We shall see if the two are capable of cohabiting.

Apart from the Christian Democrat parties CD&V and Ms Milquet’s cdH, the new government also consists of Flemish and Francophone liberal parties Open VLD and MR, and the Francophone socialists PS.

Wrong Tape

I stumbled upon an exhibition today, with pieces of art all made from gaffa tape (duct tape).

It was in the main waiting hall at Brussels’ south station, Gare du Midi / Zuidstation, the one most horrible public building this side of Pyongyang. (No, sorry, I take that back; even the North Koreans couldn’t have come up with the idea of building a train station so as to look like a bunker and put in such an amount of lighting inside that you could be wearing night vision goggles and still not see a thing. But that’s beside the point).

There, I discovered when hovering around while waiting for a bus, they have set up an exhibition in the name of charity, with everything made from gaffa tape. Including a life-sized sculpture of a deer on crutches, a poignant argument in the debate on road safety for animals and people, I was led to understand.

I agree with those who keep writing on the forum “If you can’t fix it with Gaffa tape, you haven’t used enough” on Facebook, a forum where I am a proud member, that “Gaffa tape is the force: it has a dark side, and a light side, and it holds the universe together”, having been involved in music and sound engineering since I was so high. But art made from Gafa tape? Hrm.

But what occurred to me most was the fact that such an exhibition took place right here. In Brussels, of all places, I believe it would be more fitting to have an exhibition with pieces of art all made from Red Tape.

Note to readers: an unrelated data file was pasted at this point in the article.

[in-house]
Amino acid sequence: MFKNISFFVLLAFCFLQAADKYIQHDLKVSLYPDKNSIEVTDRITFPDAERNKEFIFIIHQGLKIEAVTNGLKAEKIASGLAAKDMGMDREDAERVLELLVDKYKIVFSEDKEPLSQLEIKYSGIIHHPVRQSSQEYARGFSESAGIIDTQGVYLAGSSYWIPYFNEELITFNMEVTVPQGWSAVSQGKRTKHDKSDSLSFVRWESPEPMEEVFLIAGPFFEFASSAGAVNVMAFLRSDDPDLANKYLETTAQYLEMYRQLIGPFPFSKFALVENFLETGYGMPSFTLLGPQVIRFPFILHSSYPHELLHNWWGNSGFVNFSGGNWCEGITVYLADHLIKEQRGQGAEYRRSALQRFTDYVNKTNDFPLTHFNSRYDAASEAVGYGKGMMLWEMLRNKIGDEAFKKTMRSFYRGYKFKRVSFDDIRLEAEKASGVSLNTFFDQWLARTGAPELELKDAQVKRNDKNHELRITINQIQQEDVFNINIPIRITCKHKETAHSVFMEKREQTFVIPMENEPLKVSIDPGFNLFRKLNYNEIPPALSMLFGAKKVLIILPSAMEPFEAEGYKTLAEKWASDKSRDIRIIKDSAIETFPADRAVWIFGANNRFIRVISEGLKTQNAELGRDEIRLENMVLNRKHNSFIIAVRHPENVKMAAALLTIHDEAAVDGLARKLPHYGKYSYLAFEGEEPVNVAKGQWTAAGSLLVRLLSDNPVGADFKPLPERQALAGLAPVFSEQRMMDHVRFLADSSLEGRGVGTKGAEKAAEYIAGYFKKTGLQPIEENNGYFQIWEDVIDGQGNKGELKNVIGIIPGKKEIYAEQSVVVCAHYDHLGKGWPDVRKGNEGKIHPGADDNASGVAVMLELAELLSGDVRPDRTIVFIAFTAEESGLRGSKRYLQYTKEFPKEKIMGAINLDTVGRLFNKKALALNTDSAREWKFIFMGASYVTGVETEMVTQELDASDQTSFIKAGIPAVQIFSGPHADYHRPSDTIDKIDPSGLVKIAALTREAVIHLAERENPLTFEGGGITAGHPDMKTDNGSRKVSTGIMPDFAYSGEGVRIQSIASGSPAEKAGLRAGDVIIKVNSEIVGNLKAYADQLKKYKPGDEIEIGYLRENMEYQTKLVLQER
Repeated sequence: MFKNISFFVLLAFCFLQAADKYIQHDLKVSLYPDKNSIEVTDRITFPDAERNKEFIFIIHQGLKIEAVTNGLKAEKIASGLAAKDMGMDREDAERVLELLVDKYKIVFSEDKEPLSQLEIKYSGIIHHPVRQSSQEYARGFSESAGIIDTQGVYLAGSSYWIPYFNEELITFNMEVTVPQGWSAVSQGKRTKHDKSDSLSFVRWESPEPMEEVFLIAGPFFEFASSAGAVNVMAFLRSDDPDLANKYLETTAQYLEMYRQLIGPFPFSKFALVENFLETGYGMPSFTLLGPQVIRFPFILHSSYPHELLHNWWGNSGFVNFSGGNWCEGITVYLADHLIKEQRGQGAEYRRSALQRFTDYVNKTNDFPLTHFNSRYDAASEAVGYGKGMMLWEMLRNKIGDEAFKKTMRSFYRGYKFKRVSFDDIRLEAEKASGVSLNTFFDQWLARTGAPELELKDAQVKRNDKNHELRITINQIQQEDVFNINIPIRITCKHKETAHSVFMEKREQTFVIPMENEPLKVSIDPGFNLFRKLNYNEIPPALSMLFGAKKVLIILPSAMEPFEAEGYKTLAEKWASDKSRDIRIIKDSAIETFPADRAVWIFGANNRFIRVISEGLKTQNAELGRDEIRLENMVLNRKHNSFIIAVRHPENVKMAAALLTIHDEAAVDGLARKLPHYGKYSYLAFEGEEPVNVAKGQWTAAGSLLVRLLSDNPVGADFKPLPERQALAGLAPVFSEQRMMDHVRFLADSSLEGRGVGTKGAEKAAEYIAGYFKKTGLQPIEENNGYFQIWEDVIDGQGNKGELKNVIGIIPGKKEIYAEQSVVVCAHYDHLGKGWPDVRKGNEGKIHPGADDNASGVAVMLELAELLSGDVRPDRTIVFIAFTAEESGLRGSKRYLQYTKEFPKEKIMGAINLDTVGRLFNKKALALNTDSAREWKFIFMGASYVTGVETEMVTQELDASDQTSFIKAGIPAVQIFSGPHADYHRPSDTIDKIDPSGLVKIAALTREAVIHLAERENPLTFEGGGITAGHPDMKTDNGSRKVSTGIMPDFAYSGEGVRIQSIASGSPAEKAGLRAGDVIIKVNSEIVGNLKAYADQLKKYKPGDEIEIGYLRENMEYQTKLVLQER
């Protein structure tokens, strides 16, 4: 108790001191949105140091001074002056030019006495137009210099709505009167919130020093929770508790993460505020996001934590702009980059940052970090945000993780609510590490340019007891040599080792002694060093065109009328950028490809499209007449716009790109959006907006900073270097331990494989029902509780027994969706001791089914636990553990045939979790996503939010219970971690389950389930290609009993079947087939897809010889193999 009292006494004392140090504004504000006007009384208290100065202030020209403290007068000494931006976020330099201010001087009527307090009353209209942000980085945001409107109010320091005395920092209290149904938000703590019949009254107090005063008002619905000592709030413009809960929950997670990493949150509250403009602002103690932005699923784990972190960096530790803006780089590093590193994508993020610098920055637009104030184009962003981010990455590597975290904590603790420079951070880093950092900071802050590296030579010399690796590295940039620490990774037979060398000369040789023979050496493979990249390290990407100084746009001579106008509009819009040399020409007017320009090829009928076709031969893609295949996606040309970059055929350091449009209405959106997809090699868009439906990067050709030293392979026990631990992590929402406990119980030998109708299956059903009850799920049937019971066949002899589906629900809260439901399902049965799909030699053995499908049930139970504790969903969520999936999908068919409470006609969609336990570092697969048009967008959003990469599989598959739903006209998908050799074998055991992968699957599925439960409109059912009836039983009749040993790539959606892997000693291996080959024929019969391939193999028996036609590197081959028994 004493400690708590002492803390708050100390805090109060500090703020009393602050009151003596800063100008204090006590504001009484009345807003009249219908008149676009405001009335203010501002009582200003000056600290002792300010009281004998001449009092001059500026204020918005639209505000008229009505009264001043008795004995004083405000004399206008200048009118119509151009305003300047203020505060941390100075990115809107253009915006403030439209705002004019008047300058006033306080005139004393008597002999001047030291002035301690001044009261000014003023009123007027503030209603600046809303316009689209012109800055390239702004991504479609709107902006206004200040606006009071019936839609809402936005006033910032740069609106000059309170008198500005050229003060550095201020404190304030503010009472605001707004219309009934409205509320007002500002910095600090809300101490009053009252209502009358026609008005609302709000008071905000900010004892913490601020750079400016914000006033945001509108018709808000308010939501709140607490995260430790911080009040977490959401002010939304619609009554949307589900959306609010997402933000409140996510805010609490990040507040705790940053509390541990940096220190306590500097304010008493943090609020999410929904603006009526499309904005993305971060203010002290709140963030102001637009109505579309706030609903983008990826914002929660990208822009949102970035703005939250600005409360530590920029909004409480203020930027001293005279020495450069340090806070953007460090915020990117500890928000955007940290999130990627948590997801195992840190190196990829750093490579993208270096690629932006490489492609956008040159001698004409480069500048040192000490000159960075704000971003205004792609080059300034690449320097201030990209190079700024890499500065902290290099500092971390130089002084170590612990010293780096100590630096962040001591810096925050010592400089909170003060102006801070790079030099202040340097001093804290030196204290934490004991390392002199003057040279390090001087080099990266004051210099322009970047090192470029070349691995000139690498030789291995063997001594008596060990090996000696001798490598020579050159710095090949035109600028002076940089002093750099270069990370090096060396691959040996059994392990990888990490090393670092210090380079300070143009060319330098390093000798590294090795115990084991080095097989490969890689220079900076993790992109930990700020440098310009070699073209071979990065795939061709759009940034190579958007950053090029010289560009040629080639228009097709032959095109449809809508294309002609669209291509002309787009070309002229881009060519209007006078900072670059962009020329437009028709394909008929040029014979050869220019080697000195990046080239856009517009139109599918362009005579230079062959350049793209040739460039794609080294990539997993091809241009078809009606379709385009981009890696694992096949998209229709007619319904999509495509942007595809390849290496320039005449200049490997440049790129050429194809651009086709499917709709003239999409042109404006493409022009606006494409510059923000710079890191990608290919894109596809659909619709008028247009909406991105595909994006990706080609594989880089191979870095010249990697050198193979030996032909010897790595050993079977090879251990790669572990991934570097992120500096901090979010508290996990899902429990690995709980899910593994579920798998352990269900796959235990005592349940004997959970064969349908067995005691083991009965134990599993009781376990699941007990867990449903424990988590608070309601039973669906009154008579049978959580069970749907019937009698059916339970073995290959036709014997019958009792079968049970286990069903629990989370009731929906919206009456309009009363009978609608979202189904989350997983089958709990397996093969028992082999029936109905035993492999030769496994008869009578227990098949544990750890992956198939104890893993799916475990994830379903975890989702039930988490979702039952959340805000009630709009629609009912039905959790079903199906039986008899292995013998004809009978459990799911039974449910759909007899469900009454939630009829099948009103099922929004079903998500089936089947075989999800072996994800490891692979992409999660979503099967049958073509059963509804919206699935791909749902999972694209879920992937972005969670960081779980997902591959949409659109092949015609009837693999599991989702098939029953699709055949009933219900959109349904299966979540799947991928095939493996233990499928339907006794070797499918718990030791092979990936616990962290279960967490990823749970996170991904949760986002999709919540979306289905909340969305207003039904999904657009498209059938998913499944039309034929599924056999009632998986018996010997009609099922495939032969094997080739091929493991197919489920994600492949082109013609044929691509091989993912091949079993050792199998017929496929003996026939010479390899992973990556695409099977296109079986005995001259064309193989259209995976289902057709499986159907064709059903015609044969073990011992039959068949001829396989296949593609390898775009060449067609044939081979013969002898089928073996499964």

Some Highlights Of My Day

around 14.00    Sat at a press conference with Gordon Brown.

around 15.00    Interviewed the Swedish Prime Minister.

around 18.00    Crawled all over the floor at home on my hands and knees, playing with my little boys.

around 19.30    Partly dismantled my syntheseizer to get a ball pen out that one of my boys had managed to put in there.

around now      Will soon go and roll some meatballs for guests expected for lunch tomorrow.

Who said I lead a humdrum life?

Why Are We Here?

The Swedish daily Dagens Nyheter today puts its finger on a sore spot: Why have an EU Summit right now at all?

The whole idea of inserting a third summit each year was part of the Lisbon strategy, intended at boosting EU competivity, a (traditionally) unsigned editorial notes. However, it has turned out that the EU manages to boost its capacity for increased competition power perfectly well without the politicians telling people how to do it, thank you very much, and the spring summit is increasingly becoming a bit of a yawn generator. Even Sweden’s Foreign Minister, Carl Bildt, concedes on his blog that “this meeting with the European Council will possibly not go down in history as one of the very biggest”.

However, Dagens Nyheter fumes (to the general amusement of my Swedish colleagues here at the EU Summit press room, who have spent the morning speculating who actually wrote the vitriolic editorial in question – the writer was more or less officially identified as Barbro Hedvall), the EU cannot back down from holding spring summits now, because that would be seen as a loss of prestige and – more importantly – a source of speculation about why the leaders wouldn’t want to meet each other, especially who didn’t want to meet who.

I’m not so sure I agree with the criticism. After all, it is never a bad idea that people – especially at high levels – get together and talk. Even if they currently may have little to talk about, there might come other times when having an institutionalised forum may be crucal, instead of wasting precious energy on procedure and formalities. After all, that is what the EU is all about – defusing possible points of conflict before they flare up.